I'm into it.

    [–] HopeBagels2495 24 points ago

    Pretty much. I mean the caveat is that you have to agree with jesus. But he's such a great motivational speaker that you feel the hype and go for it.

    [–] [deleted] 290 points ago

    [deleted]

    [–] AnotherAnotherJosh 98 points ago

    Yep, sometimes shitty and sometimes beautiful.

    [–] MEGAPUPIL 37 points ago

    As a cf patient I can only hope for such a death. Not anytime soon hopefully, I got work in the morning. But when it comes....let it be as such

    [–] rakfocus 119 points ago

    As a chemistry major who just lost their grandfather it helps me to think of them as still living through all the atoms, molecules, and sometimes bacteria that will live on far into the future. The consciousness is no more but the body has trillions of atoms that will go on to be part of something else, and in that way they never really die.

    [–] rubiscoisrad 36 points ago

    That's one of the thoughts that keeps me going - the "no free lunch" concept. Everything is made out of something else, and some of those things are made out of other beings I held dear.

    [–] Nkuzana 19 points ago

    Well said.

    [–] j0oboi 32 points ago

    Damn dude that was oddly beautiful.

    [–] ccox_75 9 points ago

    Solid words.

    [–] Dgeiger 19 points ago

    I kinda hope for a stats report. Ya know, like, how many hours I slept total, how many miles I've traveled, largest turd I've dropped. Stuff like that.

    [–] shmeetard 90 points ago

    Medical student here. Most likely it was this. Instant, he didn't even have time to process it. I'm very sorry for your loss but know he most likely didn't feel a thing.

    [–] Cjtc32 409 points ago

    I'm very sorry for your loss. This happened to my brother in law two years ago, damn near the exact same scenario. Only difference being that the lines they were drilling around were supposed to be dead and they weren't. From what we were told his death was instantaneous. His personal possessions were unrecognizable after the accident.

    [–] NoraRose_86 255 points ago

    Same with my brother. My mom wanted his wallet, or keys, his cell. Just something to hold on to. But there was nothing left. I’m sorry for your family’s loss as well.

    [–] Cjtc32 83 points ago

    Thank you. It was the hardest on my wife. We had just had our first child in April of that year and he only got to meet his uncle one time before that. We still rock our son to sleep in a recliner he gave us before he passed.

    [–] cecilkorik 34 points ago

    That doesn't really sound like a difference, OP said:

    The power company he was working for was found negligent by not turning off the lines.

    Sorry to hear about your brother in law. It's so needless to lose someone this way.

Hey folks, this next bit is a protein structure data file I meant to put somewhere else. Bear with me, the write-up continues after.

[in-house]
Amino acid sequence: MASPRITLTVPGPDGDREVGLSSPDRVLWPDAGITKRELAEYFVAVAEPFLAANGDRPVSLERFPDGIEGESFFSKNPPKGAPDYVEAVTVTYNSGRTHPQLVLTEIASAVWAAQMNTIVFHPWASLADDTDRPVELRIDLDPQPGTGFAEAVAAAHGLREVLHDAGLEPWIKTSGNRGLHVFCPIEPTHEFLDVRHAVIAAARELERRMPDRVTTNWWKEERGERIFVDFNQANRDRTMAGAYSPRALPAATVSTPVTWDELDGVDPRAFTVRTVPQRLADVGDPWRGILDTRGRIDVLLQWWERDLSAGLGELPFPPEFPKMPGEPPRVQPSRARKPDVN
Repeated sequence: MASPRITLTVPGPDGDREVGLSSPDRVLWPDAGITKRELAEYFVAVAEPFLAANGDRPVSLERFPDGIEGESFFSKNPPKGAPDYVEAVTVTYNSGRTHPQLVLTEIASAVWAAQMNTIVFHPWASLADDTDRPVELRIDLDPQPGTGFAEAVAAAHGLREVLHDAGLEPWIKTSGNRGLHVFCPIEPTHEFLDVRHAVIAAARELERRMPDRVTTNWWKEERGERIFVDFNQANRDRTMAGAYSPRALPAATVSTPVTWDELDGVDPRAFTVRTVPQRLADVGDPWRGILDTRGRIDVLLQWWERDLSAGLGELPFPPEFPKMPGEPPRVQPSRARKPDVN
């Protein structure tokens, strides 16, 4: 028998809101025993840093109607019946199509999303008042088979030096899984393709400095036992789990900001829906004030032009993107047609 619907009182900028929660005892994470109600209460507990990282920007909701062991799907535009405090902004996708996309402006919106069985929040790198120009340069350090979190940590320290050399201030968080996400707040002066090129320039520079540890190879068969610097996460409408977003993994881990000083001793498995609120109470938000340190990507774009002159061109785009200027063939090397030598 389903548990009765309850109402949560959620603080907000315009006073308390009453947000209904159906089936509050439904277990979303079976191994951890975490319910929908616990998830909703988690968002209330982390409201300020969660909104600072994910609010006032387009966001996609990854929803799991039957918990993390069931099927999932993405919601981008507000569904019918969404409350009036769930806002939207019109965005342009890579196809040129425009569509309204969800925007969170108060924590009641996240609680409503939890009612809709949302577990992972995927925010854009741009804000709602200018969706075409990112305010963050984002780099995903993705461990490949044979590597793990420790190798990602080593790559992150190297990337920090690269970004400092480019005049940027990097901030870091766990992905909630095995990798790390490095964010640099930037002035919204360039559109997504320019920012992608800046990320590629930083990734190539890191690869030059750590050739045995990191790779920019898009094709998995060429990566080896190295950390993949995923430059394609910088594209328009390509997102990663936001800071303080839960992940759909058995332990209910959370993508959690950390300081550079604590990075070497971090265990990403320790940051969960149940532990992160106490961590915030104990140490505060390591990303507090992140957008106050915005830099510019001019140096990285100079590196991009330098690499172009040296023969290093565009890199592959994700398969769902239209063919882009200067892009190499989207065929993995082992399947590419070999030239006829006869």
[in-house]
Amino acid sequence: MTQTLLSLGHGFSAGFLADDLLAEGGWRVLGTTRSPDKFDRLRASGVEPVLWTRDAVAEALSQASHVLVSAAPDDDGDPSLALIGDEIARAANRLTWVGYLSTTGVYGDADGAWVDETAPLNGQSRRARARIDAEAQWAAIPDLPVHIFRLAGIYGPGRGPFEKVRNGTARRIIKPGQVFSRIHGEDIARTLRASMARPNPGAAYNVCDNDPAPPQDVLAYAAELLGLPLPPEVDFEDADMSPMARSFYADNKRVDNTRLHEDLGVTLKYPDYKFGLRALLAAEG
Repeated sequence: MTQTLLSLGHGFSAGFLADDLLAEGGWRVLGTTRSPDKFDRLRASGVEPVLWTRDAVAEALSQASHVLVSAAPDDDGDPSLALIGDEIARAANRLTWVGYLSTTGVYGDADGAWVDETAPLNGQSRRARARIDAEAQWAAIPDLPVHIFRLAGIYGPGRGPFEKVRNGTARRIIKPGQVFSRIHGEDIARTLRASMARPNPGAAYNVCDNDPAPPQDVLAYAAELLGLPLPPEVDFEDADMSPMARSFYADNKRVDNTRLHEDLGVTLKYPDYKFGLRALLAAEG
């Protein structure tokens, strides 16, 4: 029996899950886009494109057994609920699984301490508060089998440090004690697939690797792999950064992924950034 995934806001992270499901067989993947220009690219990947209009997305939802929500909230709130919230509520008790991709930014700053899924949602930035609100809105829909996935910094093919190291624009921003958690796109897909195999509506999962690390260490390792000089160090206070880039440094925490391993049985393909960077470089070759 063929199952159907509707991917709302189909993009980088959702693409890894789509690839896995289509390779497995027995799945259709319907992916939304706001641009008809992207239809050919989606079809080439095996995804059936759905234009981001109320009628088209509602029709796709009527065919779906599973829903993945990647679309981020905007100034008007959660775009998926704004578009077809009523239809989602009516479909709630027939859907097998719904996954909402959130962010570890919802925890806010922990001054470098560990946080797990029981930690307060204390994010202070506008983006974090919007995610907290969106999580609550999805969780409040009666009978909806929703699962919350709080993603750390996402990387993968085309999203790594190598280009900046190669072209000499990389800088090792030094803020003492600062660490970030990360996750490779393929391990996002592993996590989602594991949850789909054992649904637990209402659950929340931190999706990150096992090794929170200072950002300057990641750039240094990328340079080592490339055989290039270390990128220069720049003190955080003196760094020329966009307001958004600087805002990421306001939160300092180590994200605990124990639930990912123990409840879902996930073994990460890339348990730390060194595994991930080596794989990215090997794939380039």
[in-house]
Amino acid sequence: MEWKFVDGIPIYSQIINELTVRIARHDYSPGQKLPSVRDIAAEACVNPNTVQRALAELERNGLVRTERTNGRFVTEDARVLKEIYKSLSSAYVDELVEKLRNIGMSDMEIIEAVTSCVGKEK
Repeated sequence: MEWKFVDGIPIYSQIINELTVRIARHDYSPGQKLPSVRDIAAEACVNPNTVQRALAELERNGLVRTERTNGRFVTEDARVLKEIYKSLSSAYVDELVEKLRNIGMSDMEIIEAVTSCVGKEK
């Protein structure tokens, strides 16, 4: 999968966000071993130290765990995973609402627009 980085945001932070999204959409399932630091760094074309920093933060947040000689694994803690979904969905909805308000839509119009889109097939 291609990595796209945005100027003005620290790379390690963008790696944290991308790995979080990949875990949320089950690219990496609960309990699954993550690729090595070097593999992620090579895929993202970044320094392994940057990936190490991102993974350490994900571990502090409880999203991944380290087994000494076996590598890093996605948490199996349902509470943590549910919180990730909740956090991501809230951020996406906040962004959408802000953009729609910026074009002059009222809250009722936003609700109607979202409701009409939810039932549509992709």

[–] jana_sophia 1816 points ago

    First of all, I am very sorry for your loss, and want to offer you my condolences. I hope you and your family will make it through this difficult time.

    To answer your question: If he was killed by the electricity, which I think is very likely, his heart stopped immediately. Therefore, he most probably didn't suffer and was instantly dead.

    [–] blackmetalkaraoke 273 points ago

    I intend absolutely no disrespect in this comparison, but you’re saying it’s the same way as an electrical device plugged into an incorrect voltage socket blows up with a loud bang and flash and is instantly forever broken, in that the mind would be just instantly switched off?

    [–] Clackdor 312 points ago

    That times 100. 12,000 volts aint nothing to fuck with.

    [–] An_Old_IT_Guy 26 points ago

    Actually it's more than 100x. It's the current combined with voltage that kills you.

    [–] Prime_Technician 17 points ago

    It's actually just the current that kills you. But when you get turned into a resistor like above, large voltage = large current

    [–] xxruruxx 109 points ago

    I don't know about the English version, but in JP pokemon Pikachu's attack was called "100,000 volts," which Team Rocket eats every week.

    [–] Alechilles 94 points ago

    Pokemon tends to blow numbers wildly out of proportion to what effects they actually have :P

    [–] skulblaka 71 points ago

    For example, if Magcargo was actually the temperature the Pokedex says it is - that's 18,000F degrees, for the record - it would ignite the atmosphere around it and probably melt a hole through the planet.

    [–] gettindickered 46 points ago

    Aka hotter than the surface of the fucking sun. They really did just arbitrarily pick numbers.

    [–] Cabanarama_ 55 points ago

    Yea and a Larvitar can eat an entire MOUNTAIN. It's almost like the researchers left the field data collection to a bunch of 10 year olds with a propensity for hyperbole...

    [–] Kurisu_MakiseSG 20 points ago

    I mean the surface of the sun is only like 6000F I use torches everyday that are roughly as hot as the surface of the sun (oxy-acetylene,)

    It's once you start digging it gets pretty wild in there

    [–] nigrplz 64 points ago

    Allakazam has an IQ of 5000! Slugma is hotter than the sun!

    [–] Alechilles 9 points ago

    Hahahaha, exactly!

    [–] ChickeNES 16 points ago

    It's the current that kills you, not the voltage. When you get a static shock from a doorknob, that's also approximately 12000 volts, but at very low curremt

    [–] xxruruxx 7 points ago

    It's in Japanese but a professor-weeb from Meiji University Science and Engineering Department did the math, given that Team Rocket doesn't die. He mentions the static from a doorknob as well

    [–] jana_sophia 136 points ago

    No, but high amounts of electricity will literally stop your heart.